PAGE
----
Abstract: Treatm<span style="mso-bidi-font-weight:normal"><span style="line-height:150%">ent of head and neck squamous cell carcinoma (HNSCC) is highly complex. Not only because of the variety of disease subsites, but also because of the complicated anatomical relationship between the tumor and the normal structures. The importance of organ preservation <span style="mso-bidi-font-weight:normal"><span style="line-height:150%">has shifted treatment of locally advanced HNSCC towards (chemo-) radiotherapy (CRT). The current treatment paradigm however is far from optimal. The implementation of altered fractionation schedules and concurrent chemotherapysignificantly improved locoregional control (LRC) and overall survival (OS) rates, but this also increased both acute and late toxicity, with long-term xerostomia and dysphagia severely implicating the patient’s quality of life (QOL). The use of highly conformal radiotherapy techniques such as intensity modulated radiotherapy (IMRT) allows us to sculpt the dose more conformally around the target volume, thus reducing the dose to the surrounding organs at risk (OAR), while maintaining the dose to the target volume (TV). This high conformality however harbours an increased risk for marginal misses and requires adequate compensation for set-up uncertainties, appropriate selection and accurate delineation of the TV, proper dose prescription and extensive quality control. Therefore, an accurate evaluation of the clinical benefit of new techniques is very important. Aside from these technological innovations, there is also the clinical observation that there is a heterogeneity in the response of HNSCC to treatment. This heterogeneity is rooted in variable biological, molecular and genetic characteristics of the tumor. Functional imaging techniques potentially allow us to visualize and quantify this heterogeneity. Diffusion weighted magnetic resonance imaging (DWI) is a functional MRI technique which provides us with a deeper insight into the tumor’s microstructure by depicting molecular diffusion, i.e. the Brownian motion of water protons in biologic tissues. This diffusion can be quantified as an apparent diffusion coefficient (ADC) and it has shown great promise as a potential biomarker for treatment response before and early during treatment in a variety of tumor sites. This knowledge can be very helpful in patient selection and treatment adaptation. However to date the exact value of DWI and its relation to other prognostic factors remains unclear. The main focus of this research project was to explore new waysto improve the therapeutic index in HNSCC patients treated with (chemo-)radiotherapy. On the one hand we aimed to decrease toxicity through the optimal use of highly conformal IMRT. On the other hand we wanted to investigate the potential of DWI in individualizing treatment in HNSCC patients. <span style="mso-bidi-font-weight:normal"><span style="line-height:150%">OPTIMIZING HIGHLY CONFORMAL RADIOTHERAPYIMRT has rapidly become the standard of care in the management of locally advanced HNSCC. To fully assess its current value we retrospectively investigated the effect of introducing IMRT on outcome and treatment related toxicity compared to parotid sparing 3D conformal radiotherapy (3DCRT). For this analysis a total of 245 patients with stage III and IV HNSCC treated with primary (chemo-)radiotherapy between January 2003 and December 2010, were included. After a median follow-up of 35 months in the IMRT group and 68 months in the 3DCRT group no significant differences were found in 3 year LRC and OS rates between both groups. There was significantly less late xerostomia &#8805; grade 2 in the IMRT group compared to the 3DCRT group (23% vs 68%, p<0.001). While our analysis confirmed that IMRT effectively reduces the dose to the parotid glands, thus reducing late xerostomia without compromisingtumor control it failed to demonstrate a significant benefit on thedevelopment of late dysphagia. Thus late dysphagia is rapidly becoming the prime dose-limiting toxicity in HNSCC patients. Several studies have identified that the dose delivered to the swallowing muscles is of paramount importance in the development of late dysphagia. Multivariate analysis has identified that the extent of lymph node irradiation is an important predictive factor for swallowing dysfunction after treatment. And while the necessity of elective lymph node irradiation in the eradication of subclinical disease has long been established in HNSCC, the dose suggested to achieve microscopic sterilization,i.e. 50 Gy in 2 Gy fractions is largely based on empirical, nonrandomized data.We hypothesized that with more accurate tumor staging, more precise treatment planning and delivery and the improved outcome using both concurrent chemotherapy altered fractionation schedules lower doses will sufficient to obtain microscopic sterilization. Especially considering our analysis of 368 patients with advanced HNSCC treated with primary (chemo-)radiotherapy between May 1987 and March 2008. In this analysis, only 2 patients (0.54%) developed an isolated recurrence in the electively treated nodal levels. Similar results were seen after treatment of HNSCC patients with IMRT, with the majority of locoregional recurrences arising within the originally defined tumor volume. Considering these observations, the technical possibilities provided by IMRT and the contribution of elective lymph node irradiation to the dose delivered to the entire swallowingapparatus, a dose reduction might be effective in reducing late toxicity, and more specifically late swallowing disorders. This, of course, should not come at the cost of treatment outcome. Therefore a multicentre, randomized clinical trial was initiated with the aim to investigate whether a dose-reduction to the elective nodal sites and off-target regions of the swallowing apparatus would result in a reduction of both acute and late side effects without compromising tumor control. In this trial, 200 patients were randomly assigned to the standard or experimental arm. In the standard arm the elective nodal volumes (PTVelect) were irradiated up to an equivalent dose of 50 Gy in 2 Gy fractions respectively. In the experimental arm an equivalent dose of 40 Gy in 2 Gy fractions was prescribed to the PTVelect and the dose to the swallowing apparatus was kept as low as reasonably possible without compromising coverage of the therapeutic PTV (PTVther). Using IMRT we were able to significantly reduce the dose to the to the PTVelect without compromising the dose to the PTVther. This resulted in a significant reduction of the dose to swallowing structures. During treatment this did not result in a significant difference in dysphagia. However, 3 months after radiotherapy there was already significantly less grade 3+ dysphagia in the experimental arm compared to the standard arm (2% vs 11%; p=0.03). So far however, this did not translate into a reduction of PEG tube dependency 6 months after treatment.Median follow-up was 6 months with excellent locoregional control numbers in both arms. So far no patients had a recorded recurrence within the de-escalated elective nodal volume. While these results are promising, the follow-up is currently quite short and more time is needed to assess the full value of thedose escalation on both treatment outcome and treatment related toxicity. <span style="mso-bidi-font-weight:normal"><span style="line-height:150%">EXPLORING THE POTENTIAL OF DWIIn exploring the potential of DWI, we firstly wanted to assess the prognostic value of pretreatment apparent diffusion coefficient (ADC) and incorporate this into a multivariable prognostic model. <span style="mso-ansi-language:EN-GB">For this study 175 patients with pathology proven HNSCC between August 2004 and May 2010 were prospectively included. In multivariable analysis ADChigh was a clear independent predictor of disease recurrence. The validated 3-year DFS rates for the groups with worst, intermediate, and best prognosis were 44%, 67% and 69% respectively. ADChigh predicted LRC more strongly, while tumor and nodal volume seemed to be more prognostic of DM. This study demonstrated that a pretreatment ADC value derived from high b-values is an independent prognostic factor for HNSCC and can be incorporated into a multivariable prognostic model. However, the performance of the model is still suboptimal. And further optimization of the model is needed to increase its performance. This might include biological, molecular and genetic biomarkers. One of these potential biomarkers is HPV associated p16 expression, which has been identified as a promising prognostic factor in oropharyngeal SCC. To investigate the relationship between p16 and pretreatment ADC values we performed a subgroup analysis in patients with oropharyngeal SCC. A total of 45 patients with oropharyngeal SCC were included. On all biopsy samples, p16 immunohistochemistry (IHC) was performed and prospectively scored. This analysis suggested that aside from p16 status, pretreatment ADC value might be a valuable prognostic factor in oropharyngeal SCC. Especially in the subgroup of p16 negative patients pretreatment ADC appeared to identify a subgroup of patients with a better LRC. The ability to further stratify patients within the group of p16 negative patients might be very useful as these patients currently lack favourable prognostic markers. Secondly, the ability of molecular and functional imaging to depict and quantify spatialinformation on cellular or microenvironmental phenotypes associated with radioresistance makes them an attractive tool in the conception of novel dose prescription strategies. DWI-parameters can be both quantified and visualized as an ADC map in which the calculated voxel intensity is related to the amountof water proton diffusion in the voxel. Any form of necrosis or tumor lysis induced by radiation will lead to an increase in extracellular space water diffusion, with a corresponding increase in the tumor’s ADC value. This loss of cellularity generally precedes the macroscopic changes in tumor size making ita potentially powerful tool for early treatment response assessment. A voxelwise evaluation of the &#916;ADCbased on registered pretreatment and early treatment ADC maps could visualize regions of relative radioresistance early during treatment. Currently treatment-induced anatomical changes and modality-specific distortions still inhibit the straightforward comparison of these ADC maps and its correlation toan anatomical reference image. To counter these problems we developed a semi-automatic registration tool which could compensate for these distortions and allow us to visualize and localize regional differences in &#916;ADC during treatment. For this analysis, twenty patients with stage IV HNSCC were included in this study. A MRI including DWI was acquired prior to and after 2 weeks into treatment. The primary tumor was delineated on the pertreatment T1-weighted image and markers were manually placed at anatomical landmarks on the different modalities at both time points. A registration method, consisting of a fully automatic rigid and nonrigid registration and two semi-automatic thin-plate spline (TPS) warps was applied to the image sets. After each registration step the mean registration errors were calculated and &#916;ADC was compared between good and responders. Overall 1838 markers were placed on 99 slices in 20 patients. The TPS warps significantly reduced registration error (in mm, 6.3 &plusmn; 6.2 vs 3.2 &plusmn; 3.3 mm, p<0.001). Linear regression analysis further showed a significant correlation between the registration error and the number of placed markers per slice (t-value: 6; p<0.001). Prior to registration no significant difference in &#916;ADC was seen between good and poor responders. However, after the marker based registration the median &#916;ADC in the poor responders was significantly lower than in the good responders (7% vs. 21%; p<0.001). Within each delineated tumor volume the &#916;ADC could be visualized on a voxel-wise basis.In conclusion, we found that using this registration method we were able to significantly reduce the mean registration error. Furthermore the voxel-wise calculation of the &#916;ADC early during radiotherapy allows us to visualize regions of low &#916;ADC within the tumor. This information could be useful in an adaptive dose-escalation approach. <span style="mso-bidi-font-weight:normal"><span style="line-height:150%">CONCLUSIONThe use of IMRT in the treatment of HNSCC, enables us to generate steep dose gradients between the target volumes and the critical OAR, thus potentially decreasing toxicity and enabling the delivery of a higher radiation dose to the tumor (i.e. dose-escalation). However, with this increased conformality thereis also an increased risk of a marginal miss. Our analysis confirmed that IMRT does not compromise long-term tumor control, and effectively reduced the incidence and severity of late complications, especially xerostomia. In a randomized, multicenter setting we found that we can use IMRT to effectively reduce the dose to the elective lymph nodes without compromising target coverage and this way effectively reduce the dose to the swallowing apparatus. This already resulted in a significant decreaseof severe dysphagia 3 months after the end of treatment, while excellent LRC and DFS rates were seen. While these results are very promising, further follow-up is essential to accurately assess thedefinitive effect of such a dose de-escalation on both late toxicity and treatment outcome. As for patient selection, we demonstrated that pretreatment ADC derived from high-b-values is a significant prognostic factor in HNSCC and can be incorporated into a multivariable prognostic model. Furthermore, it appears that pretreatment ADC remains valid even in the prognostically unfavorablegroup of p16 negative oropharyngeal HNSCC. However, these data needs to be confirmed and validated in a prospective setting. Also the integration of other imaging parameters, biological, molecular and genetic factors is needed to further increase the performance of the model. <span style="mso-ansi-language:EN-US">Finally the developed semi-automatic registration method allowed us to capture the heterogeneity of the tumor’s response early during treatment. 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Publication status: published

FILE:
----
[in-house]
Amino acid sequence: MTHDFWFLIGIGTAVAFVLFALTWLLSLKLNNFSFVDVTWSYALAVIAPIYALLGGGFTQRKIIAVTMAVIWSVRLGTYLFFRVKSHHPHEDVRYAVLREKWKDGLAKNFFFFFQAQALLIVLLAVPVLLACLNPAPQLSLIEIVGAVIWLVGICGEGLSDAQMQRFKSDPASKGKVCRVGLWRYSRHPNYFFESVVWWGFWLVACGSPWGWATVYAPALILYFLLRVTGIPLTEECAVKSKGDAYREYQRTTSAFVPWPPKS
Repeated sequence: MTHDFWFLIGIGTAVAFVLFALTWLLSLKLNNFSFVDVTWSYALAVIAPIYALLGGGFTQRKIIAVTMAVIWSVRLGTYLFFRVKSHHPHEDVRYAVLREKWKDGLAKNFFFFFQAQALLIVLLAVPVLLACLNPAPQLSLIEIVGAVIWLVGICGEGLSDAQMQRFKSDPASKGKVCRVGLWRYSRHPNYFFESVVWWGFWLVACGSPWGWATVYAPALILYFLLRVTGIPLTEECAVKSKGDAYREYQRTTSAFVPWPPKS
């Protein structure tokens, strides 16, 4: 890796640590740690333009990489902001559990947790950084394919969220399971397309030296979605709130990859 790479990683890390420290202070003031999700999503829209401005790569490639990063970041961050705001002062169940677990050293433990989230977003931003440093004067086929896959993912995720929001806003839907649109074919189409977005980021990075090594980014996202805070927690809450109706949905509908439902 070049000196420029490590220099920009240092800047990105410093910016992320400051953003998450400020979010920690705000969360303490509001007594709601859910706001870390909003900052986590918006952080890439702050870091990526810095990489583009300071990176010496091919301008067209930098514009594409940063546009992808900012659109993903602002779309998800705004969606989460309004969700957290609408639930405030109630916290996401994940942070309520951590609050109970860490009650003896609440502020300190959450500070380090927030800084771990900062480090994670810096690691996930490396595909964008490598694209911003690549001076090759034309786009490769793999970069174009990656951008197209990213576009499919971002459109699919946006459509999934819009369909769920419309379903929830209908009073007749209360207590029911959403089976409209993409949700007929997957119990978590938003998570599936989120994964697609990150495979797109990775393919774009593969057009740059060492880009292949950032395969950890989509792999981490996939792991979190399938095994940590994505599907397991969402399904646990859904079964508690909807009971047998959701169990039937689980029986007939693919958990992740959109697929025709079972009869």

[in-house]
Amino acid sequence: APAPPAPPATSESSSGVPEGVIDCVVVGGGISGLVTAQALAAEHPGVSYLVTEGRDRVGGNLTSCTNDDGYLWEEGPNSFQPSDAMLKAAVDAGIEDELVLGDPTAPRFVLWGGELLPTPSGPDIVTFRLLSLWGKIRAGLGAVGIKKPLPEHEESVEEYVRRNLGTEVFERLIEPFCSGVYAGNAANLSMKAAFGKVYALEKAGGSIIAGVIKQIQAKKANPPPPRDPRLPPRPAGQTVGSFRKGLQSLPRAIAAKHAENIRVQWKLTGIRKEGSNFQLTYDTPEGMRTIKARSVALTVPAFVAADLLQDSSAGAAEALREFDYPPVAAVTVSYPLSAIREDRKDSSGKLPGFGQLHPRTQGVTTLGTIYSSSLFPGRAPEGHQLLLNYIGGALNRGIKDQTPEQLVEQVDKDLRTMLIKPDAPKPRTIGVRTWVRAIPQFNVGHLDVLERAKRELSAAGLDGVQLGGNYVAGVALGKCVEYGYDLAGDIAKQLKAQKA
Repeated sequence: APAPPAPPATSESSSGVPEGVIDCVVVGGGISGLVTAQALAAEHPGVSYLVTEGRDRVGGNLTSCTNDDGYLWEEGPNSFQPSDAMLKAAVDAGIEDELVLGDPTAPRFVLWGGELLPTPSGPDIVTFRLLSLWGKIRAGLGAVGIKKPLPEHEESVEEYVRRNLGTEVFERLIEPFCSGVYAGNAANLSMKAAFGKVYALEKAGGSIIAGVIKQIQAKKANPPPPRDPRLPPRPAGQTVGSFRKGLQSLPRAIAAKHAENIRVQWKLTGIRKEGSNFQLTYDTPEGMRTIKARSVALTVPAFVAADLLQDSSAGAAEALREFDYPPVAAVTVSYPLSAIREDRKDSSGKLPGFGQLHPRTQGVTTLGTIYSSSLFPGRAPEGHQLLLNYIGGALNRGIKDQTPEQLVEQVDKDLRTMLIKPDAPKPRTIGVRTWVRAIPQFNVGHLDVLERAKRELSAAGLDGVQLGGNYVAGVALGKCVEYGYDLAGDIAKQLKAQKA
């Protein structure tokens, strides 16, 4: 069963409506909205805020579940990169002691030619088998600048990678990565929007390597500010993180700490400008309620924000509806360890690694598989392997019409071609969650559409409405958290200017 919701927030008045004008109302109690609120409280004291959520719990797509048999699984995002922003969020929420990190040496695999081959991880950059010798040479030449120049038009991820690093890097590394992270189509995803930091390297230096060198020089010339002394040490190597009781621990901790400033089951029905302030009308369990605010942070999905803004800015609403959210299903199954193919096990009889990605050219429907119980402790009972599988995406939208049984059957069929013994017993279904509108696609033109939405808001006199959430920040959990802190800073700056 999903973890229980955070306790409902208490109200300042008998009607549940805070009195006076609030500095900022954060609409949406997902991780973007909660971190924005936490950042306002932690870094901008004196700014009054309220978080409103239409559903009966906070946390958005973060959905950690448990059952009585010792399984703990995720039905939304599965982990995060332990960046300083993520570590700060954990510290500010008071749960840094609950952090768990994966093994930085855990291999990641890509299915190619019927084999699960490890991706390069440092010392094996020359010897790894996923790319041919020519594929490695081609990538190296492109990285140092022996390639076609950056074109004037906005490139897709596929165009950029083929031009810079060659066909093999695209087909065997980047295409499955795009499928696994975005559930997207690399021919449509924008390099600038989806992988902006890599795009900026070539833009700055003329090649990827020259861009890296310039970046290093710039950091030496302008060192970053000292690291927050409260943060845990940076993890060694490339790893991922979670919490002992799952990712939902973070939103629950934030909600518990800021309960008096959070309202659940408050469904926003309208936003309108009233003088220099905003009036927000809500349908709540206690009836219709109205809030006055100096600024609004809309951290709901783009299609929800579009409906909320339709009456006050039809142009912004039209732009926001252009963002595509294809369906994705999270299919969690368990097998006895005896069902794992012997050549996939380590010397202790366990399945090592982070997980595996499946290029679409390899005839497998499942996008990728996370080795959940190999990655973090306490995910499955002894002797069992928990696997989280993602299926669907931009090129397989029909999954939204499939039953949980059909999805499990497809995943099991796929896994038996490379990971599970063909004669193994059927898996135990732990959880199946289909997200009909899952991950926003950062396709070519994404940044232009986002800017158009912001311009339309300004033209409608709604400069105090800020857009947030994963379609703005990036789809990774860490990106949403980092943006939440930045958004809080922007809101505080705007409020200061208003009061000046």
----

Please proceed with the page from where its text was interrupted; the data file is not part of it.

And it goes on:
KU Leuven publication type: TH
Appears in Collections:Laboratory of Experimental Radiotherapy
Radiology
Translational MRI (+)